Embarking on a separation or divorce can be difficult and overwhelming for many reasons, and one area in particular that can cause stress is finances and the division of assets. Here is a checklist of things you should do first to prepare for divorce:
[ ] Run a credit report. Know where your credit stands (this goes for both of you), but also gain access to a list of all open accounts and whose name or names are attached to each, including some you may have forgotten about over the years.
[ ] Pull up account statements, and make photo copies. Often, one partner in a relationship manages the finances, and the other may not know where or how to access this information. Make copies so that everyone is in the know.
[ ] Evaluate shared benefits, like auto and health insurance. Start thinking about how your family is currently covered, and what options are available for yourself and your children.
[ ] Get organized. The court requires each party to complete a sworn financial statement detailing income, monthly living expenses, martial assets and debt. This information is critical for the Court to allocate marital property, calculate child support and consider whether spousal maintenance is appropriate. To the degree that you can, begin organizing information such as your child’s portion of healthcare expenses, daycare costs, grocery expenses, etc.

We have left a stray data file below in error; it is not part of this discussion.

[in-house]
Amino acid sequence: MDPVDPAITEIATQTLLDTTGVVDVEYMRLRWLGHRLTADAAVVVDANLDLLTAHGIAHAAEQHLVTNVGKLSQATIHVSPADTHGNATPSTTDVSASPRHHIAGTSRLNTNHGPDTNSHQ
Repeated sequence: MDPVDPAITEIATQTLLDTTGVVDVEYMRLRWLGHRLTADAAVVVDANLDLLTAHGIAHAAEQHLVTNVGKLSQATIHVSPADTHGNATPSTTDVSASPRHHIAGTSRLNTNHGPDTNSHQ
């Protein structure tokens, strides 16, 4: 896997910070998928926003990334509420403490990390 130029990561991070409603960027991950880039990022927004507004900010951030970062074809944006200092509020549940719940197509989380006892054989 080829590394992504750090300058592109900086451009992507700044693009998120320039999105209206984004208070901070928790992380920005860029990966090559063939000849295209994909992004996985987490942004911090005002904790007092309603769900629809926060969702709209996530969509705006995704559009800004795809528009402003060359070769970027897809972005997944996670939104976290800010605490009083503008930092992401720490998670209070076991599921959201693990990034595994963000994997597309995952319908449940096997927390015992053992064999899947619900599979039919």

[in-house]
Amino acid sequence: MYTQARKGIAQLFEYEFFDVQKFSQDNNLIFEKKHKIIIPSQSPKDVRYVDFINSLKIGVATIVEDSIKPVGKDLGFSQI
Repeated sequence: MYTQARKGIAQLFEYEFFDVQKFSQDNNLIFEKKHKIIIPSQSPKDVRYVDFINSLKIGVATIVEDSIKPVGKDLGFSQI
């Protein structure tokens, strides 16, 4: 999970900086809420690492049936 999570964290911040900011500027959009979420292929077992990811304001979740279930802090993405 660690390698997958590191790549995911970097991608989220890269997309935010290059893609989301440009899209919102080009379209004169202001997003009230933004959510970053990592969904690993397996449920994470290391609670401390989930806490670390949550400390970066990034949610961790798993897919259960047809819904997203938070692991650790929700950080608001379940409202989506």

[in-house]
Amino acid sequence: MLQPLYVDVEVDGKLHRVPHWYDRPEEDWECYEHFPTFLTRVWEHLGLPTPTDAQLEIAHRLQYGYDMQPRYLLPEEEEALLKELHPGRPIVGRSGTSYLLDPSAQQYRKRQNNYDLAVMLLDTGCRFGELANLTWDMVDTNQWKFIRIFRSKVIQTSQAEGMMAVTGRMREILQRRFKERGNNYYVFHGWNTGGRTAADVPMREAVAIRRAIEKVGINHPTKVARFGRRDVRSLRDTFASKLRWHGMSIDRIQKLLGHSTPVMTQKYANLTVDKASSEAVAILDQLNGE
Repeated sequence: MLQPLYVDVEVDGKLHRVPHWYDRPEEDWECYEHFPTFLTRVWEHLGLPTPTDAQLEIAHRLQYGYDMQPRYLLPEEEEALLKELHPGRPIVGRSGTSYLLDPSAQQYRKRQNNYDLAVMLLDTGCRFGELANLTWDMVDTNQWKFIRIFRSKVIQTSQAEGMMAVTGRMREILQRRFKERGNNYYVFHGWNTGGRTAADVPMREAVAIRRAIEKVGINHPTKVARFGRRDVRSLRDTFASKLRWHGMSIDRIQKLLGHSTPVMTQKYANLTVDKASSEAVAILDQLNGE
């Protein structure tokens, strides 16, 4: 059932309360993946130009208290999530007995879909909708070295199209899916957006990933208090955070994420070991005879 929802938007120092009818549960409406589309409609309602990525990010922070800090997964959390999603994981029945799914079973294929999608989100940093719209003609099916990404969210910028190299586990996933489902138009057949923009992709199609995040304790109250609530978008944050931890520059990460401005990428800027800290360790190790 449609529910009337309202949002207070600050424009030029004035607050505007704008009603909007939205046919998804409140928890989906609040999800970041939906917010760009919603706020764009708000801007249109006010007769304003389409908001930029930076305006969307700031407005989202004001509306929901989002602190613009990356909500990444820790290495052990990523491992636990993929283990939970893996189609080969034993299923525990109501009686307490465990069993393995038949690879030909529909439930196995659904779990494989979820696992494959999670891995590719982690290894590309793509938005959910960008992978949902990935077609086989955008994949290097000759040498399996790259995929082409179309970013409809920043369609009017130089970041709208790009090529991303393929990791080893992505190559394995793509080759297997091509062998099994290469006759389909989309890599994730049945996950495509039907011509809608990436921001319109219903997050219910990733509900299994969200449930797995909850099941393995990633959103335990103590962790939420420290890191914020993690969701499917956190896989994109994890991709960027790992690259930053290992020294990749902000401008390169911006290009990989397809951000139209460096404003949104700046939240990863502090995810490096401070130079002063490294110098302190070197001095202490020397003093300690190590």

[ ] Think about “big ticket” items. Compile a list of household goods and furnishings. Prioritize items that are important or hold sentimental value for you. Focus on the big pieces, not the oven mitts. The list can be exchanged with your partner so that both of you can initial items of interest.
[ ] Consider speaking with a lender. Many couples are unsure whether one spouse can buy the other out and keep the marital home, or if the home needs to go on the market. Speaking with a lender is an important first step, so that you know what’s possible and realistic. You may also wish to obtain a market analysis on your home to get a ballpark fair market value. Realtors often provide this service for free.
[ ] Be honest. Maybe you and your partner were not always upfront with one another when it came to finances. The court requires a mandatory financial disclosure process during a divorce and honesty is important as you determine how best to secure your family’s financial future.
[ ] Be patient. Take a deep breath. There will be data to gather, and information and numbers that you’ve likely never had to worry about. It can be a lot. But with time, effort and support from a knowledgeable third party, you’ll get there.
[ ] Remember the end goal. Regardless of the challenges and emotions at play throughout the divorce process, you both need to remember the end goal: safe housing accommodations and financial security for yourselves and your children.
Are you embarking on the process of separation or divorce, or know someone who might be? The Center for Out-of-Court Divorce is here to answer questions and support families through this process.